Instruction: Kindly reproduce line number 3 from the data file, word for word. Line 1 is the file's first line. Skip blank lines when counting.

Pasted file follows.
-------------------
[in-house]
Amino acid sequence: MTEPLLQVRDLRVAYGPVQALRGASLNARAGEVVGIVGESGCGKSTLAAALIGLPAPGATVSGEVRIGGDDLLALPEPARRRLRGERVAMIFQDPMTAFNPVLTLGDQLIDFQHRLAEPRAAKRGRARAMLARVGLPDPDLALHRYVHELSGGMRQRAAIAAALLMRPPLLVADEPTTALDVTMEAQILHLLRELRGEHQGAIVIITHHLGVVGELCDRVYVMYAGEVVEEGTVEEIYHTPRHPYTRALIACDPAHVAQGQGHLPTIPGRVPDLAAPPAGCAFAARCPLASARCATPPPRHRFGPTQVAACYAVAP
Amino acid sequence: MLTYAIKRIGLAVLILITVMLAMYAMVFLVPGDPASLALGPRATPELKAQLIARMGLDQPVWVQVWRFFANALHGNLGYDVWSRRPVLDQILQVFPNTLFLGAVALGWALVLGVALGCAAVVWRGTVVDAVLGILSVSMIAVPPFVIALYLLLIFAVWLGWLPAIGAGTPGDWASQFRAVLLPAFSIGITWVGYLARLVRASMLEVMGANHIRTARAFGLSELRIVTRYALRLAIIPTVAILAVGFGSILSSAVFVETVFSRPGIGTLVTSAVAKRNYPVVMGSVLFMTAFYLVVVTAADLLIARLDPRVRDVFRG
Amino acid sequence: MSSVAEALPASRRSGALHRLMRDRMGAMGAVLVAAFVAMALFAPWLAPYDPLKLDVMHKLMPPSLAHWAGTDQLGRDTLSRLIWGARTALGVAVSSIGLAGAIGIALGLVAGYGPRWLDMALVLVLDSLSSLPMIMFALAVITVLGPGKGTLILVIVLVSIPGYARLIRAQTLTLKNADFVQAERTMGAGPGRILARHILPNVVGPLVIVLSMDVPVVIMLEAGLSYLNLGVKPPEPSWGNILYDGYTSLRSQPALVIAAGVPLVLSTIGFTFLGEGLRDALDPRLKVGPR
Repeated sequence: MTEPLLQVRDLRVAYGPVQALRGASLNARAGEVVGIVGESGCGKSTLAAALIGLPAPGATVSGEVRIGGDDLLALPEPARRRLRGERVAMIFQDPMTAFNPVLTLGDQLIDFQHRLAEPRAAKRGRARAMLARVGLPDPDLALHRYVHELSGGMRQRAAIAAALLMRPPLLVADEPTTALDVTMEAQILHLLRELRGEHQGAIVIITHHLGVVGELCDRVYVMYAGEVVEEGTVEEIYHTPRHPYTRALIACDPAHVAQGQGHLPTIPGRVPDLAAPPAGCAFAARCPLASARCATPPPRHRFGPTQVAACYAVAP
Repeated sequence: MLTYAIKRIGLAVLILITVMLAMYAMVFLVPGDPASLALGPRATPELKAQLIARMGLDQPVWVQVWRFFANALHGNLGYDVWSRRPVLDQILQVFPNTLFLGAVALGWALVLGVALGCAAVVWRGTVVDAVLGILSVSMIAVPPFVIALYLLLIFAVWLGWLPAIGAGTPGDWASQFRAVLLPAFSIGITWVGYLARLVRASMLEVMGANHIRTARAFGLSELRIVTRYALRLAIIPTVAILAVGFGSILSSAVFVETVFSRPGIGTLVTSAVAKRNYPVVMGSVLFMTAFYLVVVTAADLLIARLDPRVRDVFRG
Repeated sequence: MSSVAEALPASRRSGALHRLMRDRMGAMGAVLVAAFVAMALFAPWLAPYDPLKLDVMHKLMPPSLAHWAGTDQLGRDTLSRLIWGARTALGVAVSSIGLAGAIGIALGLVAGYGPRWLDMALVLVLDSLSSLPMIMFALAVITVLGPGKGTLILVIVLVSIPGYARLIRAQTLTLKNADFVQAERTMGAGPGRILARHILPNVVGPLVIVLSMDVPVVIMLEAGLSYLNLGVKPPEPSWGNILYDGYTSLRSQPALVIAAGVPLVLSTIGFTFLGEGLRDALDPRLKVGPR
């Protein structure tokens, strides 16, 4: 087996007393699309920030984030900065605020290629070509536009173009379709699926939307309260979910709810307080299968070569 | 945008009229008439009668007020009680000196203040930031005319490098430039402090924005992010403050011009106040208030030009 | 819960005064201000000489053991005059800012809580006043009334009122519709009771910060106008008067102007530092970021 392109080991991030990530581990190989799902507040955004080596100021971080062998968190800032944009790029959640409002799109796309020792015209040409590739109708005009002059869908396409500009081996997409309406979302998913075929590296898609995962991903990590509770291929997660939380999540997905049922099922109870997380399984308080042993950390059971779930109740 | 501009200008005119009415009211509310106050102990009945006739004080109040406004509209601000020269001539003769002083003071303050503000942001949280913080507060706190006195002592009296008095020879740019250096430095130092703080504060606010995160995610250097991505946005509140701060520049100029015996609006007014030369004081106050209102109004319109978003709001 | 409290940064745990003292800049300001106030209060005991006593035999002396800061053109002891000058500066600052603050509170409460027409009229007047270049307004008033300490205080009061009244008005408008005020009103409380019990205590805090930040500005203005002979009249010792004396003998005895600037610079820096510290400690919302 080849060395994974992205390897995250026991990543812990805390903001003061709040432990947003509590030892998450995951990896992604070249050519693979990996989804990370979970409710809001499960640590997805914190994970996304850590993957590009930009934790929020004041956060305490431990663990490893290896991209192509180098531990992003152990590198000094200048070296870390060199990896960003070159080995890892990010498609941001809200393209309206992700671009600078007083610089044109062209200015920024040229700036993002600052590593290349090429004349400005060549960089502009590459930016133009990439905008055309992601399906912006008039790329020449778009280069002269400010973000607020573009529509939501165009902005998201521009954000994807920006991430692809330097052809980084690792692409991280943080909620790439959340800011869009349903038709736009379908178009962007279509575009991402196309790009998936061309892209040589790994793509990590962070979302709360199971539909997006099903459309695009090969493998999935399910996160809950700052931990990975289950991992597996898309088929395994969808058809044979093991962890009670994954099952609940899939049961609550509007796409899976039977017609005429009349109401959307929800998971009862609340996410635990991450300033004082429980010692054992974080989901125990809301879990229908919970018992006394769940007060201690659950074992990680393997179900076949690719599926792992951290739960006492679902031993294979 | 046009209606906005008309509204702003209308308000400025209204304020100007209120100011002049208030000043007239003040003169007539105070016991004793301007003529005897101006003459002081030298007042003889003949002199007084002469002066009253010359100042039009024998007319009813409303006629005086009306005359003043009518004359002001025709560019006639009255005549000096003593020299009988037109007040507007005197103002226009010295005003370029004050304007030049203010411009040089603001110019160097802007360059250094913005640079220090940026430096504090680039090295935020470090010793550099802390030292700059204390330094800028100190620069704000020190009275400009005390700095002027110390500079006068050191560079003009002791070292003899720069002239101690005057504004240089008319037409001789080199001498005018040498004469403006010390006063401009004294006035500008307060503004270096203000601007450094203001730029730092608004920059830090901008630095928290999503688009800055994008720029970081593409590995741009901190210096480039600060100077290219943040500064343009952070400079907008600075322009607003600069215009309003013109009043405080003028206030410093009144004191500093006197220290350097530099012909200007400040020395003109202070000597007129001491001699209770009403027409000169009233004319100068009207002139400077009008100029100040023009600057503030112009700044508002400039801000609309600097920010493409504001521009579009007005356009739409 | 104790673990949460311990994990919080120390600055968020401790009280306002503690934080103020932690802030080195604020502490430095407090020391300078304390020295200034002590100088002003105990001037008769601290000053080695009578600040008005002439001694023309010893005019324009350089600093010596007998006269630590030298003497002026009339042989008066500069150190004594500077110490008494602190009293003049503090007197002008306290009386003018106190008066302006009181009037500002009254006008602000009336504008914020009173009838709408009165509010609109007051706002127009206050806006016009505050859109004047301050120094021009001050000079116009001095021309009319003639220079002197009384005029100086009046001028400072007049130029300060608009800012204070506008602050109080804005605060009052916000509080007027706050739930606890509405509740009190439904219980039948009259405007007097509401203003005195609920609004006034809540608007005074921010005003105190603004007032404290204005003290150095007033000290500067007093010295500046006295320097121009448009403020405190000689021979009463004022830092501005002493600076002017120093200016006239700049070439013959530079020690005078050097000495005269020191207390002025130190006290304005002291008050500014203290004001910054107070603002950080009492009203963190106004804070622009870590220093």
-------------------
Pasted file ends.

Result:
Amino acid sequence: MLTYAIKRIGLAVLILITVMLAMYAMVFLVPGDPASLALGPRATPELKAQLIARMGLDQPVWVQVWRFFANALHGNLGYDVWSRRPVLDQILQVFPNTLFLGAVALGWALVLGVALGCAAVVWRGTVVDAVLGILSVSMIAVPPFVIALYLLLIFAVWLGWLPAIGAGTPGDWASQFRAVLLPAFSIGITWVGYLARLVRASMLEVMGANHIRTARAFGLSELRIVTRYALRLAIIPTVAILAVGFGSILSSAVFVETVFSRPGIGTLVTSAVAKRNYPVVMGSVLFMTAFYLVVVTAADLLIARLDPRVRDVFRG